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Rodent of the Week: How the brain gets hooked on drugs

May 29, 2009 |  1:35 pm

Rodent_of_the_week A study in which researchers got mice hooked on drugs without using drugs may yield clues to a key part of the brain involved in drug addiction.

The study, published online today in the journal Science, shows that a naturally occurring protein called brain-derived neurotrophic factor, or BDNF, acts on a part of the brain called the ventral tegmental area and switches the cells in this area from a dopamine-independent system to a dopamine-dependent system, thus causing addiction.

Researchers have known that drug addiction is a disease that disrupts the brain's dopamine response, which is involved in feelings of pleasure and reward. Chronic exposure to drugs increases levels of BDNF in the ventral tegmental area, which is where dopamine circuitry is located. The researchers gave rats who were not dependent on drugs a single injection of BDNF into the ventral tegmental area of the brain. The injection made the rats behave as if they were dependent, causing them to prefer certain smells, lighting and textures and to seek this stimulation for a "fix." The BDNF injection caused specific chemicals that normally inhibit neurons in this part of the brain to instead excite them.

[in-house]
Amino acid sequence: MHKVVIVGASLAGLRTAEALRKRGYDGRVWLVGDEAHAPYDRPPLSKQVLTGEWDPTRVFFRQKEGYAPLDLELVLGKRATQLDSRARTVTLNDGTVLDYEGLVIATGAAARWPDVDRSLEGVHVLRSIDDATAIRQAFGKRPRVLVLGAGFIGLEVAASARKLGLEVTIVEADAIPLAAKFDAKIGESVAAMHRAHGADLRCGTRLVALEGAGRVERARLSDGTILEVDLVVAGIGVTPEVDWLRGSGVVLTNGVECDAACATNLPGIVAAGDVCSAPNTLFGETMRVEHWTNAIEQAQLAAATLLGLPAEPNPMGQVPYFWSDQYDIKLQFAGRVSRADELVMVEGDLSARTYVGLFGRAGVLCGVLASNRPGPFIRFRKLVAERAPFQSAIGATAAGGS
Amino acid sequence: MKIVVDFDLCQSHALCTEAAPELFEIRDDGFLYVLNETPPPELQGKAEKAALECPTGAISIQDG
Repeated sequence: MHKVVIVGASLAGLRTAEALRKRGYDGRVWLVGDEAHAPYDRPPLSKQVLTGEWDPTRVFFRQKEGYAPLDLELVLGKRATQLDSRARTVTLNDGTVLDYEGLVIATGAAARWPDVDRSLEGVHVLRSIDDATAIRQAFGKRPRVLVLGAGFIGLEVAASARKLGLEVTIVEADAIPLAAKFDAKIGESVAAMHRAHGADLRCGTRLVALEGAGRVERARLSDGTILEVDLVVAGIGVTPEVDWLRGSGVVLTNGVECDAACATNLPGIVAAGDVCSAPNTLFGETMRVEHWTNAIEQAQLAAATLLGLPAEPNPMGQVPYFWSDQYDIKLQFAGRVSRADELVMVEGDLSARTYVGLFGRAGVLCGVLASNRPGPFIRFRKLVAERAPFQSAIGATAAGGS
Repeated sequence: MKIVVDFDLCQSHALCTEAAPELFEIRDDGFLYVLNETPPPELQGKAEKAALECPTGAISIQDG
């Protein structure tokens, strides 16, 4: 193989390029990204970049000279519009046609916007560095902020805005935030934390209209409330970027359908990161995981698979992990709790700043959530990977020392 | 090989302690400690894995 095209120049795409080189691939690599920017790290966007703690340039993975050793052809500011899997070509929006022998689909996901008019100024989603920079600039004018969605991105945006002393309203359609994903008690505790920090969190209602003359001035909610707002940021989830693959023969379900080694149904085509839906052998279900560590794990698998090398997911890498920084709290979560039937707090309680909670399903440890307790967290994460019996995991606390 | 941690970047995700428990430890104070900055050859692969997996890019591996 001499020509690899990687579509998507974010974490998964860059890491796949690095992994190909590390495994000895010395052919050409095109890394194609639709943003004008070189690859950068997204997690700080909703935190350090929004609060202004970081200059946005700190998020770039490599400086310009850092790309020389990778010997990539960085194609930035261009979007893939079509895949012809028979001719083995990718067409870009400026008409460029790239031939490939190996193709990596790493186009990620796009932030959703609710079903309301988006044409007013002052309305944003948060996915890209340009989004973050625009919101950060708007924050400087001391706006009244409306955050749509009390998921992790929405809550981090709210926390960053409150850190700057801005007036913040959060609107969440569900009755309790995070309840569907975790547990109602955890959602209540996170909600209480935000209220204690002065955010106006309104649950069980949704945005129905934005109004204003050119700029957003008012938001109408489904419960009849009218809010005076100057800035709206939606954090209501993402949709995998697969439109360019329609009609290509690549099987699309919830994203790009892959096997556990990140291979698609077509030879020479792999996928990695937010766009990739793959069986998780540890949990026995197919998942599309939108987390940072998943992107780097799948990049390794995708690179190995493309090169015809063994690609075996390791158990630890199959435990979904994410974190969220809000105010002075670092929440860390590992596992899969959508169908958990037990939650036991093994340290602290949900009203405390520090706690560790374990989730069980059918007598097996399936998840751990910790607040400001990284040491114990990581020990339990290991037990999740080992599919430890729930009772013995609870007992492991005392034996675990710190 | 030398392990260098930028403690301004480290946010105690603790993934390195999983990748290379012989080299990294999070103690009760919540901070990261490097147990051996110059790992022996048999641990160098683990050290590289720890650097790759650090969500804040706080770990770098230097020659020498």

"When someone chronically uses drugs, this system changes. This is the mechanism that makes you feel like you need that drug," said the lead author of the study, Hector Vargas-Perez, of the University of Toronto.

"If we can understand how the brain's circuitry changes in association with drug abuse, it could potentially suggest ways to medically counteract the effects of dependency," Scott Steffensen, a Brigham Young University neuroscientist and co-author of the study, said in a news release.

— Shari Roan

Photo: Courtesy of Advanced Cell Technology Inc.